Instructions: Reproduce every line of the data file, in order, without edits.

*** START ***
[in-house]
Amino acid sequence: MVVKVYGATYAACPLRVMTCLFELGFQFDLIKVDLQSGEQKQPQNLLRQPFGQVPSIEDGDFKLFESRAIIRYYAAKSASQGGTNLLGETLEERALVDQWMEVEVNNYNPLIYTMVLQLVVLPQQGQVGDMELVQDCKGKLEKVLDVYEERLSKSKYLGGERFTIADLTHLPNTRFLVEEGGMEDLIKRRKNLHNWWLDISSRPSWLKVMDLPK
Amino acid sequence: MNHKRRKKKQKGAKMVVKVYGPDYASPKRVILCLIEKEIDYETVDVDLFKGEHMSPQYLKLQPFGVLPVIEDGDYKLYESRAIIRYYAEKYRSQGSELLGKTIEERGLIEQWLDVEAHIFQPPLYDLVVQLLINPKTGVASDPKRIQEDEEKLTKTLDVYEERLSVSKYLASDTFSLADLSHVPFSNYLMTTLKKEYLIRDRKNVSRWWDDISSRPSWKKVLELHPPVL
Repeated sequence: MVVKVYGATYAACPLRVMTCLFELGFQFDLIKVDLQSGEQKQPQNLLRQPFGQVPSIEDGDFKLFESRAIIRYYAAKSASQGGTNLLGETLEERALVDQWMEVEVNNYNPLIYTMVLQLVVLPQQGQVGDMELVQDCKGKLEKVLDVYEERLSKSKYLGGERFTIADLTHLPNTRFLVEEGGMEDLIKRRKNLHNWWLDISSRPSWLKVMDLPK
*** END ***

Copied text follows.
[in-house]
Amino acid sequence: MVVKVYGATYAACPLRVMTCLFELGFQFDLIKVDLQSGEQKQPQNLLRQPFGQVPSIEDGDFKLFESRAIIRYYAAKSASQGGTNLLGETLEERALVDQWMEVEVNNYNPLIYTMVLQLVVLPQQGQVGDMELVQDCKGKLEKVLDVYEERLSKSKYLGGERFTIADLTHLPNTRFLVEEGGMEDLIKRRKNLHNWWLDISSRPSWLKVMDLPK
Amino acid sequence: MNHKRRKKKQKGAKMVVKVYGPDYASPKRVILCLIEKEIDYETVDVDLFKGEHMSPQYLKLQPFGVLPVIEDGDYKLYESRAIIRYYAEKYRSQGSELLGKTIEERGLIEQWLDVEAHIFQPPLYDLVVQLLINPKTGVASDPKRIQEDEEKLTKTLDVYEERLSVSKYLASDTFSLADLSHVPFSNYLMTTLKKEYLIRDRKNVSRWWDDISSRPSWKKVLELHPPVL
Repeated sequence: MVVKVYGATYAACPLRVMTCLFELGFQFDLIKVDLQSGEQKQPQNLLRQPFGQVPSIEDGDFKLFESRAIIRYYAAKSASQGGTNLLGETLEERALVDQWMEVEVNNYNPLIYTMVLQLVVLPQQGQVGDMELVQDCKGKLEKVLDVYEERLSKSKYLGGERFTIADLTHLPNTRFLVEEGGMEDLIKRRKNLHNWWLDISSRPSWLKVMDLPK